Nevertheless, after turning pro later in 1956, Venturi's rise was meteoric, with two wins in 1957, four more in 1958, two more in '59 and two more in '60.

Ten victories by the age of 29 is something few players have attained on TOUR, and the fast success led to some ill-advised swing changes, a sense of entitlement that rankled some of Venturi's closest friends and not surprisingly, a four-year drought ensued.

It was the desire to get longer off the tee that led to Venturi's self-made changes. He admitted as much. But he stubbornly resisted reversing the changes, and his play deteriorated. He found himself having to beg for sponsor exemptions. It was a humbling experience, one that he would later recount to Sports Illustrated for the 1964 Sportsman of the Year issue commemorating his dramatic comeback for the U.S. Open win.

"I was not being asked to the Masters," he told SI. "That was the killer. I had almost won the Masters as an amateur in 1956. I nearly had it won again in 1960. I had believed I would always be invited to the Masters. 'This is the bottom of the bottom of the barrel,' I thought. Another quarter of an inch lower and I would be out in the dirt."

But he found something, dug it out of the dirt, as his friend and mentor Hogan would say. Two months later, he won the Open. Ignoring his doctor's warning that he might die if he played the final 18 holes -- "It would be better than the way I've been living," he remembered saying, -- Venturi went out and finished what he had started, following his morning 66 with a 70.

Eight pounds lighter than he was when he began the day, nearly collapsing from dehydration, he walked deliriously up the 72nd hole to a standing ovation.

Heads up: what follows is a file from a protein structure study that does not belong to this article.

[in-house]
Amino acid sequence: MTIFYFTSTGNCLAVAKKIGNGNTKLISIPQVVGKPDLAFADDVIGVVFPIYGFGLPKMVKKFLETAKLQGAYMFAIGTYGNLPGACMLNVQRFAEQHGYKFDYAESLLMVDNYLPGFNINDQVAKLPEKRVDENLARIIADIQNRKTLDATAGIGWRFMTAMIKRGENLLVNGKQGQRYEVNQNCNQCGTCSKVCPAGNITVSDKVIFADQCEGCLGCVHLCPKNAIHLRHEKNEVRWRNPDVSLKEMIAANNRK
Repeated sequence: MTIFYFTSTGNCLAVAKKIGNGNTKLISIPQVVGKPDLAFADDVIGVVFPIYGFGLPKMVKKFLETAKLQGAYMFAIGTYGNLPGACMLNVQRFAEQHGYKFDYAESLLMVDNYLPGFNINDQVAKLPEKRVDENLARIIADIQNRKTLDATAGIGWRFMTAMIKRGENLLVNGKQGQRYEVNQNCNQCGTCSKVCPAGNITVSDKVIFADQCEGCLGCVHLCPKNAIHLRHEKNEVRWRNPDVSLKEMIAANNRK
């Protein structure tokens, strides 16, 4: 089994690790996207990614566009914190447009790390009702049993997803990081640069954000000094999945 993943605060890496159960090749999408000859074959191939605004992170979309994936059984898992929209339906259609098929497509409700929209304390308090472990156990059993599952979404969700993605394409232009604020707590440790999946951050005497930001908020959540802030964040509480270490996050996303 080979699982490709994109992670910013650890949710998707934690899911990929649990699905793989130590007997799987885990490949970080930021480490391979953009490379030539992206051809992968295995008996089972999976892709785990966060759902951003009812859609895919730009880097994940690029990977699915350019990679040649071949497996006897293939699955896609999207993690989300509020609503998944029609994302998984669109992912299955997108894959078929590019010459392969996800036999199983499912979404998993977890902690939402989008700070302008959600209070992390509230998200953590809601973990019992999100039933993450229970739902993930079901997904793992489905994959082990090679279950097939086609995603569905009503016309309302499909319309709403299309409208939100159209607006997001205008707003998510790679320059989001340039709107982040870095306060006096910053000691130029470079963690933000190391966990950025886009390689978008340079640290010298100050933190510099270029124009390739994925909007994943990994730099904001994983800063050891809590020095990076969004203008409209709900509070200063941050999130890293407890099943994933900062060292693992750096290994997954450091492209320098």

"Hold your head up, Ken," he remembered Joseph Dey, the executive director of the USGA telling him. "You're a champion now." Venturi had become the toast of the game again. Feted at Toots Shor in Manhattan, called out by Carol Channing from the stage of "Hello Dolly" on Broadway.

But not for long. After winning three more events in the next two years, Venturi was hit by carpal tunnel syndrome in both wrists.

He underwent numerous surgeries to correct the disorder, but was told by doctors he would never be able to play competitive golf at the same level he had reached. This time they were right. After the 1966 season, at the age of 35, he was off the TOUR.

But not out of golf. On Monday evening, Venturi was remembering how his friend and colleague at CBS, Jack Whitaker, had introduced him at a banquet just before the CBS days began. He quoted Whitaker, "Fate has a way of bending the twig and fashioning a man to his better instincts."

As to whether he was better on TV than he would have been had he been able to complete his golf career, Venturi was not certain. "I wouldn't trade being anybody in the whole world," he said. "The one I think about is, I wonder what I could have done if I hadn't lost the use of my hands."

It would have been hard to do better than a World Golf Hall of Fame career. And when it's all tallied up, that's what he did.

Larry Dorman is a freelance columnist for PGATOUR.COM His views do not necessarily represent the views of the PGA TOUR.